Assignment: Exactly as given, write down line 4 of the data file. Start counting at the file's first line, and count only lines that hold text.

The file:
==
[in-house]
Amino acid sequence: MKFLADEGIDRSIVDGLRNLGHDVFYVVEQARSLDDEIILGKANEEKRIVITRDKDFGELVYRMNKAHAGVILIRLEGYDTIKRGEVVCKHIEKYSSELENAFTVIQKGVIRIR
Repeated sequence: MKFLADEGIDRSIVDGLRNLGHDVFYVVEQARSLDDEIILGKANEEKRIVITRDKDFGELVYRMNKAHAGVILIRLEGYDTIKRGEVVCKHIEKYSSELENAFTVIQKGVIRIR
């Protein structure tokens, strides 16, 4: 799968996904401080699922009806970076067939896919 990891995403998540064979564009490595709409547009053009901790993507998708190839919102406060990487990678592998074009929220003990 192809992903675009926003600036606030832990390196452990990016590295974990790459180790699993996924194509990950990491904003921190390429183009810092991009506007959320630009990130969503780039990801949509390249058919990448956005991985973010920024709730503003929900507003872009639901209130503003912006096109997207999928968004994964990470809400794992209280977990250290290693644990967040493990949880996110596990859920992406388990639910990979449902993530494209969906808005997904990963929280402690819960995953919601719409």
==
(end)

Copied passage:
């Protein structure tokens, strides 16, 4: 799968996904401080699922009806970076067939896919 990891995403998540064979564009490595709409547009053009901790993507998708190839919102406060990487990678592998074009929220003990 192809992903675009926003600036606030832990390196452990990016590295974990790459180790699993996924194509990950990491904003921190390429183009810092991009506007959320630009990130969503780039990801949509390249058919990448956005991985973010920024709730503003929900507003872009639901209130503003912006096109997207999928968004994964990470809400794992209280977990250290290693644990967040493990949880996110596990859920992406388990639910990979449902993530494209969906808005997904990963929280402690819960995953919601719409």